Organizing and Managing The ‘business’ part of an Art Business

It would probably be truly amazing to art buyers, and even some artists themselves as to how much organization and ‘business’ stuff goes into an art business beyond making art. I thought I’d share a little insight into how I organize and run my business for those who are curious and offer up some tips how to set up a business for aspiring artists.

1.  Either use your own name or register for a DBA name (doing business as)  this protects from having another business take your name, especially after you may have put years into building it up.  Personally I’ve used my own name, as I figured I’d never want to change it.  Registering for a DBA is often done through the county, or in some cases the state.

2.  Apply for a vendor’s license.  This typically is done on a county level.  Look online or call the county up to obtain the necessary paperwork.  Fill it out, pay the fee, send it in and you’re all set.

3.  Get a system of financial organization set up.  Some people use Quicken, some people use Money, some people even make their own spreadsheets. I actually purchased a profit and sales tax manager from Simple Solutions on Etsy, which was nice and easy to use, as well as easy to customize.  I found a lot of other programs were far too expensive and had way more bells and whistles then I needed. Then keep track of all purchases and expenses so they can be inputted into your spreadsheet or program to give you an accurate financial picture of your business.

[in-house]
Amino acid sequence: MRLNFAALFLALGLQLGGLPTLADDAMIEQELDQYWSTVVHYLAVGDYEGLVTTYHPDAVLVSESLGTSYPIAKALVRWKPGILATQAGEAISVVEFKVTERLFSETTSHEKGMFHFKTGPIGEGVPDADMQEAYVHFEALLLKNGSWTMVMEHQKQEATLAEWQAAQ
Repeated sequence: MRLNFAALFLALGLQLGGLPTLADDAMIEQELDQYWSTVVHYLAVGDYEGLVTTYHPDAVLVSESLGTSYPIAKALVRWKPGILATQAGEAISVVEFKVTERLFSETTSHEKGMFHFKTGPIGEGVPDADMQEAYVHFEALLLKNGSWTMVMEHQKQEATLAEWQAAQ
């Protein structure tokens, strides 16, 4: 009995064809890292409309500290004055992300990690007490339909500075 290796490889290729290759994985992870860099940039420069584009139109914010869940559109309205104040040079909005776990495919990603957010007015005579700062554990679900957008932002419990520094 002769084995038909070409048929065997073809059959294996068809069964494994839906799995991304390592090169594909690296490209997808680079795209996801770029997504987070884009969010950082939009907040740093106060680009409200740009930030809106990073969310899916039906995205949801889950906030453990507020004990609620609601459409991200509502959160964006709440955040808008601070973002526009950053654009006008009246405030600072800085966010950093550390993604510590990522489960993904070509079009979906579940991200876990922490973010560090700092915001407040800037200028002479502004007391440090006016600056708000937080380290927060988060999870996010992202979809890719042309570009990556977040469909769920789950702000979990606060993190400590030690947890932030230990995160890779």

4.  As mentioned above, keep track of ALL purchases and expenses no matter how little they may seem.  I found it was helpful to check out how expenses and purchases are to be reported on tax forms and group and categorize them accordingly right off the bat.  It saves a lot of time versus sorting through a huge stack of receipts at the end of the year.  I actually created my own little spreadsheet to do so, print it out monthly and actually even handwrite my expenses down then tack the receipts onto the monthly spreadsheet.  At the end of the month, I tally everything up and put into into my main simple solutions excel spreadsheet.  I can then check the running total of my sales, my expenses and the cost of my goods sold.

This is my simple, yet hand little homemade spreadsheet:


5.  Organize your files! A file bin is tremendously useful.  I’m really particular and have mine color coded according to shipping items (labels, delivery confirmation receipts, and other shipping records), sales, expenses (including individual files for different types of fee receipts such as etsy fees, and credit card transaction fees), supply orders, inventory records, and show information. Every year I clean it out though, collect the old records and file them away unless the tax man ever cometh and want to see my records.


Yes, I’m a bit persnickety about organization. Nice and cleaned out and ready for the New Year though here.